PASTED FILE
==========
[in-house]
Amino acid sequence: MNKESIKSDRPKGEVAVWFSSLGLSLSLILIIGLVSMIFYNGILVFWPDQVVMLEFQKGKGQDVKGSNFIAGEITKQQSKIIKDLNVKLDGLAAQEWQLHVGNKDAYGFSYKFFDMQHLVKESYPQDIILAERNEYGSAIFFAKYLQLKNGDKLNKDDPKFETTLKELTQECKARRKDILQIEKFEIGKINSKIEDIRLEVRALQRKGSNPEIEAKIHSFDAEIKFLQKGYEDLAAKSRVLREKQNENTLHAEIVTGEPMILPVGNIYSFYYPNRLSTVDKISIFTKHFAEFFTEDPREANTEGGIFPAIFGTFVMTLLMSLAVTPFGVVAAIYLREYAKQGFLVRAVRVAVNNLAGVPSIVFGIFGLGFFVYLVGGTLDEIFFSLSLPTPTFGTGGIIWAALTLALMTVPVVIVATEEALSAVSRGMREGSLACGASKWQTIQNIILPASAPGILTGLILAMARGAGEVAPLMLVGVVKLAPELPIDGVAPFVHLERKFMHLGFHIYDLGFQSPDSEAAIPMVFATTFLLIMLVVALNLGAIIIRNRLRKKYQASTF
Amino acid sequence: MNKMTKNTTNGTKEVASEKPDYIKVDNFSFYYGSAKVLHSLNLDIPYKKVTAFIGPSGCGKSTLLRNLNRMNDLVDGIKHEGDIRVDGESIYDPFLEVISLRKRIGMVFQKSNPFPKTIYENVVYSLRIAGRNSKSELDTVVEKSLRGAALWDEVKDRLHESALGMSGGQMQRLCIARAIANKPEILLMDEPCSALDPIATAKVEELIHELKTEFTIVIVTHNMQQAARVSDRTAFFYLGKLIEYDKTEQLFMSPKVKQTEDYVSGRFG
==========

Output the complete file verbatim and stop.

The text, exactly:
[in-house]
Amino acid sequence: MNKESIKSDRPKGEVAVWFSSLGLSLSLILIIGLVSMIFYNGILVFWPDQVVMLEFQKGKGQDVKGSNFIAGEITKQQSKIIKDLNVKLDGLAAQEWQLHVGNKDAYGFSYKFFDMQHLVKESYPQDIILAERNEYGSAIFFAKYLQLKNGDKLNKDDPKFETTLKELTQECKARRKDILQIEKFEIGKINSKIEDIRLEVRALQRKGSNPEIEAKIHSFDAEIKFLQKGYEDLAAKSRVLREKQNENTLHAEIVTGEPMILPVGNIYSFYYPNRLSTVDKISIFTKHFAEFFTEDPREANTEGGIFPAIFGTFVMTLLMSLAVTPFGVVAAIYLREYAKQGFLVRAVRVAVNNLAGVPSIVFGIFGLGFFVYLVGGTLDEIFFSLSLPTPTFGTGGIIWAALTLALMTVPVVIVATEEALSAVSRGMREGSLACGASKWQTIQNIILPASAPGILTGLILAMARGAGEVAPLMLVGVVKLAPELPIDGVAPFVHLERKFMHLGFHIYDLGFQSPDSEAAIPMVFATTFLLIMLVVALNLGAIIIRNRLRKKYQASTF
Amino acid sequence: MNKMTKNTTNGTKEVASEKPDYIKVDNFSFYYGSAKVLHSLNLDIPYKKVTAFIGPSGCGKSTLLRNLNRMNDLVDGIKHEGDIRVDGESIYDPFLEVISLRKRIGMVFQKSNPFPKTIYENVVYSLRIAGRNSKSELDTVVEKSLRGAALWDEVKDRLHESALGMSGGQMQRLCIARAIANKPEILLMDEPCSALDPIATAKVEELIHELKTEFTIVIVTHNMQQAARVSDRTAFFYLGKLIEYDKTEQLFMSPKVKQTEDYVSGRFG